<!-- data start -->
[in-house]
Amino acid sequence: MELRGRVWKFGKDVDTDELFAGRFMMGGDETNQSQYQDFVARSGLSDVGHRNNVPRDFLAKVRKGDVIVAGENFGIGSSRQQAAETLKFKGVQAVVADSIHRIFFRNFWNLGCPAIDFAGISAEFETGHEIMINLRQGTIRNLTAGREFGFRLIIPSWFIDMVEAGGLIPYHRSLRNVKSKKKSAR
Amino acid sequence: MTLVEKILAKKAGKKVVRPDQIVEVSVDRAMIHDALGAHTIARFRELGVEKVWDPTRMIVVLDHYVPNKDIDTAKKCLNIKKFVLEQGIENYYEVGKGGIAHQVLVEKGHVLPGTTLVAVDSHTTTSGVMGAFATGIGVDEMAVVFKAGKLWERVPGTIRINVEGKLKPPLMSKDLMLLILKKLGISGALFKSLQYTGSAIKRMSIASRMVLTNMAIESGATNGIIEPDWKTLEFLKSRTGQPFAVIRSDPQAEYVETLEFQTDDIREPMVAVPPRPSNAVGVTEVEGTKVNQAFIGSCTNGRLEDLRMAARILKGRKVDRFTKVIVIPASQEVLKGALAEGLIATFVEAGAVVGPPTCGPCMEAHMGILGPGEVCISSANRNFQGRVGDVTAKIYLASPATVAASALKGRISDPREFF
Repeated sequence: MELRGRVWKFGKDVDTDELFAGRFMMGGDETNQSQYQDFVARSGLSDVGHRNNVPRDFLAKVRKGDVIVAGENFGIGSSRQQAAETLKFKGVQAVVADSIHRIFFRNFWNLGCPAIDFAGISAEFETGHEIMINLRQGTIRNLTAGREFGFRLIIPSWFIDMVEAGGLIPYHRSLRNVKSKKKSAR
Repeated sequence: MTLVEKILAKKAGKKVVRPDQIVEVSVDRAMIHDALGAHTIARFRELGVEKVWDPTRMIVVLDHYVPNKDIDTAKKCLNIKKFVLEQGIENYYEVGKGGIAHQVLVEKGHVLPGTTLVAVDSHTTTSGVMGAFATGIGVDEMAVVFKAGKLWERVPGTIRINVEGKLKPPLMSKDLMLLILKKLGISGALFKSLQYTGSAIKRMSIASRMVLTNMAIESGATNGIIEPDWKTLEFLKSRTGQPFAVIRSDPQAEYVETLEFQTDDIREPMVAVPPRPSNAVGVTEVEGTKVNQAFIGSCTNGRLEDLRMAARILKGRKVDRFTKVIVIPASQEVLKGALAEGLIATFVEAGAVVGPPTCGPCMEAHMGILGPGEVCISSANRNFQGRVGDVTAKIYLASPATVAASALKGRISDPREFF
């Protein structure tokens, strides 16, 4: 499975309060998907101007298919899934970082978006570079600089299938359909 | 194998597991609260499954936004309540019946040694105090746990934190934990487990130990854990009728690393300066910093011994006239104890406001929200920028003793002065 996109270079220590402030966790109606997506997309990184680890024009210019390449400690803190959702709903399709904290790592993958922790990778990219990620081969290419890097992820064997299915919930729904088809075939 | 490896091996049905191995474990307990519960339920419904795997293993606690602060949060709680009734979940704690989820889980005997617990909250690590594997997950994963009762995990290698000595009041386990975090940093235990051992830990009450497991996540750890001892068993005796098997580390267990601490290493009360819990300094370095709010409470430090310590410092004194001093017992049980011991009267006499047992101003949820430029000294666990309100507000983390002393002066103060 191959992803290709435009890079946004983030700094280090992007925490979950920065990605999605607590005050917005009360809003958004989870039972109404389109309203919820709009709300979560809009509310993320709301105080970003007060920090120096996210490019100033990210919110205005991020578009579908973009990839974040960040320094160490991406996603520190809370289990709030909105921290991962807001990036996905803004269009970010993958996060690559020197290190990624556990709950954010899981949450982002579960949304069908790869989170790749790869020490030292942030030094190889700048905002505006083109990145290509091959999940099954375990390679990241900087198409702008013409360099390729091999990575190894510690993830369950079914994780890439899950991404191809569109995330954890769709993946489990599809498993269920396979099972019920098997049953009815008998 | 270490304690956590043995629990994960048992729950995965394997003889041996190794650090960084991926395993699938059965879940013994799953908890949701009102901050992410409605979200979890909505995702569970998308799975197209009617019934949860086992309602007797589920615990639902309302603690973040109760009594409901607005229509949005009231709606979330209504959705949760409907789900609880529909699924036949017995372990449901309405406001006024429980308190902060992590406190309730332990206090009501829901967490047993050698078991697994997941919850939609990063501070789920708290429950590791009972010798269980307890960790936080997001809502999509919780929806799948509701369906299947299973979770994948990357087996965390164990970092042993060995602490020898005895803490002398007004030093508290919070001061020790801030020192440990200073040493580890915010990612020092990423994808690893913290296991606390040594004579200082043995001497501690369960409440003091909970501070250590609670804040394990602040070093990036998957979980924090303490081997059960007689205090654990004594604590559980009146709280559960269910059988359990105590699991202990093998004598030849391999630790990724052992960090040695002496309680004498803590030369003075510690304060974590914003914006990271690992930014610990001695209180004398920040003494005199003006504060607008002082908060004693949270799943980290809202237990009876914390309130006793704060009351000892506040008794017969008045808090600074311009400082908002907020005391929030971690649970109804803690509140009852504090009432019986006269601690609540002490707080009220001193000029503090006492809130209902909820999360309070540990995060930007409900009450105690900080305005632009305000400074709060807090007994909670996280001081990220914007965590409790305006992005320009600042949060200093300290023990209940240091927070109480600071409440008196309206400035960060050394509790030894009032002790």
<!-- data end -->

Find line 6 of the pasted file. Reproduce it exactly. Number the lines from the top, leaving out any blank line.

């Protein structure tokens, strides 16, 4: 499975309060998907101007298919899934970082978006570079600089299938359909 | 194998597991609260499954936004309540019946040694105090746990934190934990487990130990854990009728690393300066910093011994006239104890406001929200920028003793002065 996109270079220590402030966790109606997506997309990184680890024009210019390449400690803190959702709903399709904290790592993958922790990778990219990620081969290419890097992820064997299915919930729904088809075939 | 490896091996049905191995474990307990519960339920419904795997293993606690602060949060709680009734979940704690989820889980005997617990909250690590594997997950994963009762995990290698000595009041386990975090940093235990051992830990009450497991996540750890001892068993005796098997580390267990601490290493009360819990300094370095709010409470430090310590410092004194001093017992049980011991009267006499047992101003949820430029000294666990309100507000983390002393002066103060 191959992803290709435009890079946004983030700094280090992007925490979950920065990605999605607590005050917005009360809003958004989870039972109404389109309203919820709009709300979560809009509310993320709301105080970003007060920090120096996210490019100033990210919110205005991020578009579908973009990839974040960040320094160490991406996603520190809370289990709030909105921290991962807001990036996905803004269009970010993958996060690559020197290190990624556990709950954010899981949450982002579960949304069908790869989170790749790869020490030292942030030094190889700048905002505006083109990145290509091959999940099954375990390679990241900087198409702008013409360099390729091999990575190894510690993830369950079914994780890439899950991404191809569109995330954890769709993946489990599809498993269920396979099972019920098997049953009815008998 | 270490304690956590043995629990994960048992729950995965394997003889041996190794650090960084991926395993699938059965879940013994799953908890949701009102901050992410409605979200979890909505995702569970998308799975197209009617019934949860086992309602007797589920615990639902309302603690973040109760009594409901607005229509949005009231709606979330209504959705949760409907789900609880529909699924036949017995372990449901309405406001006024429980308190902060992590406190309730332990206090009501829901967490047993050698078991697994997941919850939609990063501070789920708290429950590791009972010798269980307890960790936080997001809502999509919780929806799948509701369906299947299973979770994948990357087996965390164990970092042993060995602490020898005895803490002398007004030093508290919070001061020790801030020192440990200073040493580890915010990612020092990423994808690893913290296991606390040594004579200082043995001497501690369960409440003091909970501070250590609670804040394990602040070093990036998957979980924090303490081997059960007689205090654990004594604590559980009146709280559960269910059988359990105590699991202990093998004598030849391999630790990724052992960090040695002496309680004498803590030369003075510690304060974590914003914006990271690992930014610990001695209180004398920040003494005199003006504060607008002082908060004693949270799943980290809202237990009876914390309130006793704060009351000892506040008794017969008045808090600074311009400082908002907020005391929030971690649970109804803690509140009852504090009432019986006269601690609540002490707080009220001193000029503090006492809130209902909820999360309070540990995060930007409900009450105690900080305005632009305000400074709060807090007994909670996280001081990220914007965590409790305006992005320009600042949060200093300290023990209940240091927070109480600071409440008196309206400035960060050394509790030894009032002790």